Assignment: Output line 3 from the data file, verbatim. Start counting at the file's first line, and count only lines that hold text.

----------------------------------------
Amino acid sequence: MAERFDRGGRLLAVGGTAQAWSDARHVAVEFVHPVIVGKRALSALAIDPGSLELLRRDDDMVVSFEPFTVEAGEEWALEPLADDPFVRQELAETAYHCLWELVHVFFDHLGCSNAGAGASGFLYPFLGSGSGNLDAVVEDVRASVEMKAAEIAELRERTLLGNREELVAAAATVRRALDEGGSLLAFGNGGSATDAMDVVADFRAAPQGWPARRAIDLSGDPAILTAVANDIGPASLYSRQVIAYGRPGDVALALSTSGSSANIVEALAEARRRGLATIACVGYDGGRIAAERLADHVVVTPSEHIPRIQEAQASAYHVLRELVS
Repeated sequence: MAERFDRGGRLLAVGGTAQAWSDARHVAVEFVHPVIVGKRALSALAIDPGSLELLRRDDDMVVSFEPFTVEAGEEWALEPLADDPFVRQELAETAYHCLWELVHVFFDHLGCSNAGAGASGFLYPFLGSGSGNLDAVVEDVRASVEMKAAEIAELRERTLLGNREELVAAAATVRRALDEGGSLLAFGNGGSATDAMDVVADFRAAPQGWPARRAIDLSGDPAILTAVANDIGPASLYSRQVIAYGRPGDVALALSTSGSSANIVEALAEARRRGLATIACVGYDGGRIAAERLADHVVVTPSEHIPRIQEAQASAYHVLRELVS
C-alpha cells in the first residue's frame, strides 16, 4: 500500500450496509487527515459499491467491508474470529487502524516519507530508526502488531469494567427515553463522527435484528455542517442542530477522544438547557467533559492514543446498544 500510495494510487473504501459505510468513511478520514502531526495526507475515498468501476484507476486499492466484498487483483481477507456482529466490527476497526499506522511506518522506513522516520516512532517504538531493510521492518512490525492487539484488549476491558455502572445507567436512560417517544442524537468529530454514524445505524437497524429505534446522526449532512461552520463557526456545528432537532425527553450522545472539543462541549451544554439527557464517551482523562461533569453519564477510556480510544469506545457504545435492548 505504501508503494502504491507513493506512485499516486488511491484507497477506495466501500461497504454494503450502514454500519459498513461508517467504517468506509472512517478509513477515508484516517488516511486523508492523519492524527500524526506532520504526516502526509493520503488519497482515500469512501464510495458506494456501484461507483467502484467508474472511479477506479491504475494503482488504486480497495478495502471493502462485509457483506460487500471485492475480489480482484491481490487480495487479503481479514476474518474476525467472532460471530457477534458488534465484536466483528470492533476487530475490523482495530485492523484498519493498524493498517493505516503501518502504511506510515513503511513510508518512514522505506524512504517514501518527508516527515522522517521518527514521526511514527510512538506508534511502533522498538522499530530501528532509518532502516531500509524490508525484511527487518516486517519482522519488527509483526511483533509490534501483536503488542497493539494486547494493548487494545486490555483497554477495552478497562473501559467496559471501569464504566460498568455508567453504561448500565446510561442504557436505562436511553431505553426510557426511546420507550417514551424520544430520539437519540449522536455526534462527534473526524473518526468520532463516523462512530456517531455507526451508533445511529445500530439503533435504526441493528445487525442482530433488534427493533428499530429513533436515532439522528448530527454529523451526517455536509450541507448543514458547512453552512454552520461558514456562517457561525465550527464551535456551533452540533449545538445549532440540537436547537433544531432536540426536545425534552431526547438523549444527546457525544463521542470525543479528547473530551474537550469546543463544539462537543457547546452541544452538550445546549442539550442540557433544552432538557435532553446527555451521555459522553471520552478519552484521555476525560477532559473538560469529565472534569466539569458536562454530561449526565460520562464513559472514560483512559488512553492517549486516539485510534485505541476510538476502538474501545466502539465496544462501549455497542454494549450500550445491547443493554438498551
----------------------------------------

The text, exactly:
C-alpha cells in the first residue's frame, strides 16, 4: 500500500450496509487527515459499491467491508474470529487502524516519507530508526502488531469494567427515553463522527435484528455542517442542530477522544438547557467533559492514543446498544 500510495494510487473504501459505510468513511478520514502531526495526507475515498468501476484507476486499492466484498487483483481477507456482529466490527476497526499506522511506518522506513522516520516512532517504538531493510521492518512490525492487539484488549476491558455502572445507567436512560417517544442524537468529530454514524445505524437497524429505534446522526449532512461552520463557526456545528432537532425527553450522545472539543462541549451544554439527557464517551482523562461533569453519564477510556480510544469506545457504545435492548 505504501508503494502504491507513493506512485499516486488511491484507497477506495466501500461497504454494503450502514454500519459498513461508517467504517468506509472512517478509513477515508484516517488516511486523508492523519492524527500524526506532520504526516502526509493520503488519497482515500469512501464510495458506494456501484461507483467502484467508474472511479477506479491504475494503482488504486480497495478495502471493502462485509457483506460487500471485492475480489480482484491481490487480495487479503481479514476474518474476525467472532460471530457477534458488534465484536466483528470492533476487530475490523482495530485492523484498519493498524493498517493505516503501518502504511506510515513503511513510508518512514522505506524512504517514501518527508516527515522522517521518527514521526511514527510512538506508534511502533522498538522499530530501528532509518532502516531500509524490508525484511527487518516486517519482522519488527509483526511483533509490534501483536503488542497493539494486547494493548487494545486490555483497554477495552478497562473501559467496559471501569464504566460498568455508567453504561448500565446510561442504557436505562436511553431505553426510557426511546420507550417514551424520544430520539437519540449522536455526534462527534473526524473518526468520532463516523462512530456517531455507526451508533445511529445500530439503533435504526441493528445487525442482530433488534427493533428499530429513533436515532439522528448530527454529523451526517455536509450541507448543514458547512453552512454552520461558514456562517457561525465550527464551535456551533452540533449545538445549532440540537436547537433544531432536540426536545425534552431526547438523549444527546457525544463521542470525543479528547473530551474537550469546543463544539462537543457547546452541544452538550445546549442539550442540557433544552432538557435532553446527555451521555459522553471520552478519552484521555476525560477532559473538560469529565472534569466539569458536562454530561449526565460520562464513559472514560483512559488512553492517549486516539485510534485505541476510538476502538474501545466502539465496544462501549455497542454494549450500550445491547443493554438498551